You’re in charge of a business.
You get two offers that sound equally good.
What do you do?One Comment
In a previous post, I explained some of the myriad reasons that I’m a big fan of Firefox and gave a list of some of the most useful extensions that I use. As I am always discovering new things, here are some of the additional discoveries I’ve made with Firefox which have made it all the more useful for me:
There are a number of other Power Toys like Image Resizer (which allows you to resize multiple images at once) and HTML slideshow (which lets you create HTML slideshows of photos quickly) and Webcam timershot (has your webcam take pictures every given interval and stores them somewhere) which I just haven’t found to be particularly relevant or useful, but feel free to give them a try.
One that I’ve been particularly impressed with is Google Reader. It, like all other google services, requires a google account (but lets face it, how many of you DON’T have one?). Up until recently, I’ve been using Sage, the RSS reader extension for Firefox to aggregate my RSS feeds. One of the reasons that I really liked Sage was that it used my Firefox browser history to point out which feed items I’ve already read (ie if I visited Jane’s LJ, Sage would know, and it wouldn’t tell me that Jane had a new post that I hadn’t seen before). The problem with that, of course, is that if I visit Jane’s LJ while I was waiting for my next class at the computer lab and I read her latest post about wine glasses, then my Sage extension at home wouldn’t know, because — well, its at home.
Enter Google Reader. It is, like Sage, a RSS feed aggregator. It is also, like my.yahoo and livejournal friends page, completely online. But, it has a few distinguishing features. Not only does it aggregate feeds for me, so that I can read the latest posts on Jane’s LJ and Greg Mankiw’s blog, but unlike my.yahoo and Sage, it does not separate them into separate lists or groups of articles, but groups them all together in one big list for me to read. Moreover, it also notes which posts I’ve already read and since its online, it means that the stuff I read when away from my laptop is still marked as read!
You can also attach tags/labels to different feeds and even different posts. For instance, I put the Sinfest, Dilbert, and PhD Comics feeds under a label called “humor” and, if all I want to do is look at humorous stuff, I use Google Reader to show me only all feeds tagged “humor”.
Google Reader also lets you publicize your feeds. If anyone’s interested, I can give the feed URLs for some of my tags so that, if you wanted, you could be reading the same stuff I’m reading when I’m on break. On the sidebar of this site, for example, is a list of articles that I’ve found and clipped as “noteworthy”.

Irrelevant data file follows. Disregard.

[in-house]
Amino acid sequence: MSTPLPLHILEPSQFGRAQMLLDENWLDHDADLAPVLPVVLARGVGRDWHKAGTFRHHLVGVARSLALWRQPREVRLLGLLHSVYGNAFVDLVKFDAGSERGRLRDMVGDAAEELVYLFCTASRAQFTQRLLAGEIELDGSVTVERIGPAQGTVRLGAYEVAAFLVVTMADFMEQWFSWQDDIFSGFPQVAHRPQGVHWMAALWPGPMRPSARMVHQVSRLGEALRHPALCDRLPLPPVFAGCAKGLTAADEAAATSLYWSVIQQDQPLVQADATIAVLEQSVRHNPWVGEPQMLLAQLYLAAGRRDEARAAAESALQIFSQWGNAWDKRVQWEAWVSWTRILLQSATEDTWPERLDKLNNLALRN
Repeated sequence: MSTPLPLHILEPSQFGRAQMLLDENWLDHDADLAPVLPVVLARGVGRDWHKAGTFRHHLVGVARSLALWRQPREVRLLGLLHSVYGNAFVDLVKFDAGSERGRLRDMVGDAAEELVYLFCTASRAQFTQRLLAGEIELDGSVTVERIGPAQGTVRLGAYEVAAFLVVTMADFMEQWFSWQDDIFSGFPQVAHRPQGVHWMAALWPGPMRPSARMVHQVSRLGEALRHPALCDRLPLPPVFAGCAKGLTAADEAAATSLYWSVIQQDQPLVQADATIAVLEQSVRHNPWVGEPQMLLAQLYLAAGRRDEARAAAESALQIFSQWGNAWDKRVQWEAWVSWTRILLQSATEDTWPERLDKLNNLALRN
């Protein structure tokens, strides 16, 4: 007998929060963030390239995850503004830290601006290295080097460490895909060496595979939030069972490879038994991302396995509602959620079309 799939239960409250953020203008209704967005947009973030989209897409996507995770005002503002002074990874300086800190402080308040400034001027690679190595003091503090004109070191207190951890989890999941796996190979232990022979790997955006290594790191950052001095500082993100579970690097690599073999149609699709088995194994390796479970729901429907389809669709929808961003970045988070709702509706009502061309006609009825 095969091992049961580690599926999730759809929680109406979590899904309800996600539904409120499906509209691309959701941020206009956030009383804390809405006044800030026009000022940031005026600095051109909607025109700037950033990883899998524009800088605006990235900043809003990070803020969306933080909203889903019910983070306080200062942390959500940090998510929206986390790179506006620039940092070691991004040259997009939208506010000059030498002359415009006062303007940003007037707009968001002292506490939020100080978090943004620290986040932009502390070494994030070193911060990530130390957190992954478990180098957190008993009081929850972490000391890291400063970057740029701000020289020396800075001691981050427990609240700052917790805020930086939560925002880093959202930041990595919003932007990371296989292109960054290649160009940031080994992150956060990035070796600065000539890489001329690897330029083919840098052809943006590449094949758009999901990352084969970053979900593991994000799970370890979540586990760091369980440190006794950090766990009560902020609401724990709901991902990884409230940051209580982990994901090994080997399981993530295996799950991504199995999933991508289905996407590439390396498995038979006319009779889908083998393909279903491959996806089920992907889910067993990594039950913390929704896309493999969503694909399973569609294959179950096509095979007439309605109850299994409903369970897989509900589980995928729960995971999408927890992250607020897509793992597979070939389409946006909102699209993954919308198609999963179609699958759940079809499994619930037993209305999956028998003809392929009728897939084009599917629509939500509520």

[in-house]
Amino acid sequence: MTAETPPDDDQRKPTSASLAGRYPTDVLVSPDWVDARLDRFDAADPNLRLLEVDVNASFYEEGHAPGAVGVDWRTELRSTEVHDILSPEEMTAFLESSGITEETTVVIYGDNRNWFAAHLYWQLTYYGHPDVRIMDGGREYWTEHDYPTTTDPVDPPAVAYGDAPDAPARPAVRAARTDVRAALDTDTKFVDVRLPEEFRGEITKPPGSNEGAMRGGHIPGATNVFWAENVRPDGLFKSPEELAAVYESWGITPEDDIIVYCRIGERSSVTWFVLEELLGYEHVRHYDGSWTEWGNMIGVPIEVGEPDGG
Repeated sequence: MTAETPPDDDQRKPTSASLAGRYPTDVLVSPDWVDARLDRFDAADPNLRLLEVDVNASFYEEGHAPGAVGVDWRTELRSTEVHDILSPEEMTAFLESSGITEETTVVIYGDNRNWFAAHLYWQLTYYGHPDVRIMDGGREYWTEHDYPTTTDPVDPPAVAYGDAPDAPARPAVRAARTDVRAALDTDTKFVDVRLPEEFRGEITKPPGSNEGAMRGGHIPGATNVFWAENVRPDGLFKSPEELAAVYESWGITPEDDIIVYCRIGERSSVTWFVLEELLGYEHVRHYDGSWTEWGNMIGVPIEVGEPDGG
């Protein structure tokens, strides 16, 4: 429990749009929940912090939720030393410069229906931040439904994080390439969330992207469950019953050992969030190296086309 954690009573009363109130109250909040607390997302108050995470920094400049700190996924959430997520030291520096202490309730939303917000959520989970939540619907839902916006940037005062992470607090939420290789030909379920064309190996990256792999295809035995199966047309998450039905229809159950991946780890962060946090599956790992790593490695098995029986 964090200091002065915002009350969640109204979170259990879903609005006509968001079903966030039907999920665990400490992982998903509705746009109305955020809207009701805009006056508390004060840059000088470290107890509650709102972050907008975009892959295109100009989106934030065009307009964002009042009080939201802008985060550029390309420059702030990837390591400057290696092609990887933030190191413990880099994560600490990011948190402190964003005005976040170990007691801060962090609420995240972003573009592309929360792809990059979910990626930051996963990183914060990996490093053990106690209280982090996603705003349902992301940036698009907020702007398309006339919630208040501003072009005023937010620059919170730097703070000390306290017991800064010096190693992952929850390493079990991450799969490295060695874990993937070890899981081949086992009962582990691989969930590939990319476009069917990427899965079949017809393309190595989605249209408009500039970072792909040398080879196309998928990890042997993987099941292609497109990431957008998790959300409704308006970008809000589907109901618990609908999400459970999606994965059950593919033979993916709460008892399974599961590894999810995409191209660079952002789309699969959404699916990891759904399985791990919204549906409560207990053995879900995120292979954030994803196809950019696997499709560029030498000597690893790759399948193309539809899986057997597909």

The thing I like the most about Google Reader’s interface, however, is the keyboard shortcuts. I’m not really a big mouse guy — blame my old HP laptop for having mouse buttons which didn’t work properly, so its good to be able to navigate the interface without having to use the mouse (even though I’m now a proud owner of a VAIO with functioning mousepad). On any article that I find to be interesting, I hit “L” and I can label it as “noteworthy”. If I want to read a specific feed, I hit “g” and then “u” and it takes me to a menu of the feeds that I subscribe to, and I can then choose it. If I want to read a specific label, I hit “g” and then “l” and then I get to a menu of labels that I’ve defined. On the main interface, I can move forward and backwards through any list I’m reading by hitting “j” or “k”, and if I want view the original website where the article came from, I only have to hit “v”. And, the interface is pretty mouse-intuitive as well (scrolling on your mousewheel does what you would expect it to), for those of you who are more into the mouse thing.
About the only complaint I have is that there is no way (at least not yet) to search all the feeds that I have read for stuff. I can only search for new feeds.
Anyways, if you started getting into the whole blogosphere/feed thing, I’d definitely recommend Google Reader as a way to keep track of things. And, if someone from Google is reading this, I’d like to get paid commission :-).
Those were the currently ongoing series that I’d recommend. Here’s 3 more books that I’d recommend from a comic store’s “backfiles” — old issues or trade paperbacks (collections of comics w/o the ads) that are great:
There are of course other books that I would recommend, but I think these 9 make a good start for anyone who’s interested :-).
I decided to indulge in a little sci-fi geekdom and looked at some coverage of Star Trek: Deep Space Nine online and found this gem from Andrew Robinson about his experiences playing one of my favorite characters of all time, Elim Garak, the “plain, simple tailor” — and I happen to concur:
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Q: I’ve enjoyed your work ever since I saw you for the first time in “Dirty Harry,” and your portrayal of Garak on DS9 was one of the many reasons it was such an enjoyably complex and thought-provoking show. But for some reason DS9 is not the “popular” Trek, which I think is unfortunate. What’s your take on this?
AR: It’s not the most popular because it’s the most morally ambiguous. Whenever you have characters who are gray rather than black and white … Although they are more interesting, they are more difficult for people to get a handle on. I loved DS9 because they were gray, because the characters were not easily definable, but that’s not for everybody.
I actually have several more extensions installed (ie an IRC chat extension, a web developer extension, a nice Calculator which lets you type expressions [like on a graphing calculator] which it will then evaluate, and some random aesthetic and web design ones, but I think listing eight reasons and nine extensions is sufficient 🙂